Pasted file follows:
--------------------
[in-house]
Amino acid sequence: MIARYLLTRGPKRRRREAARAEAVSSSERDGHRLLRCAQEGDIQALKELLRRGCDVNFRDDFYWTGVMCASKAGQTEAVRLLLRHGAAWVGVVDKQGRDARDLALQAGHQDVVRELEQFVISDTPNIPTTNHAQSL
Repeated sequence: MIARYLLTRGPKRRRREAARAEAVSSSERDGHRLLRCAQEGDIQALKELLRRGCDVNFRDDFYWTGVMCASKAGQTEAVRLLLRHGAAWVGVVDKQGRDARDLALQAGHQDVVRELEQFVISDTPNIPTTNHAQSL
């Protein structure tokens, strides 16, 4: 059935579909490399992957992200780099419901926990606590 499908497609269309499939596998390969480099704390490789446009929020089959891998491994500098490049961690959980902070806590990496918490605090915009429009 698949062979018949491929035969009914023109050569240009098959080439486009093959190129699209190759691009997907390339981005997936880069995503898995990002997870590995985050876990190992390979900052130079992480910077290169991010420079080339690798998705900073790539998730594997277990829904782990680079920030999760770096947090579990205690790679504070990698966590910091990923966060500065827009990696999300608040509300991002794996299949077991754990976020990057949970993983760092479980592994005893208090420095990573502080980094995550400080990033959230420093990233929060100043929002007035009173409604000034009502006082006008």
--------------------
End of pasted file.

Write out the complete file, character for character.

[in-house]
Amino acid sequence: MIARYLLTRGPKRRRREAARAEAVSSSERDGHRLLRCAQEGDIQALKELLRRGCDVNFRDDFYWTGVMCASKAGQTEAVRLLLRHGAAWVGVVDKQGRDARDLALQAGHQDVVRELEQFVISDTPNIPTTNHAQSL
Repeated sequence: MIARYLLTRGPKRRRREAARAEAVSSSERDGHRLLRCAQEGDIQALKELLRRGCDVNFRDDFYWTGVMCASKAGQTEAVRLLLRHGAAWVGVVDKQGRDARDLALQAGHQDVVRELEQFVISDTPNIPTTNHAQSL
């Protein structure tokens, strides 16, 4: 059935579909490399992957992200780099419901926990606590 499908497609269309499939596998390969480099704390490789446009929020089959891998491994500098490049961690959980902070806590990496918490605090915009429009 698949062979018949491929035969009914023109050569240009098959080439486009093959190129699209190759691009997907390339981005997936880069995503898995990002997870590995985050876990190992390979900052130079992480910077290169991010420079080339690798998705900073790539998730594997277990829904782990680079920030999760770096947090579990205690790679504070990698966590910091990923966060500065827009990696999300608040509300991002794996299949077991754990976020990057949970993983760092479980592994005893208090420095990573502080980094995550400080990033959230420093990233929060100043929002007035009173409604000034009502006082006008």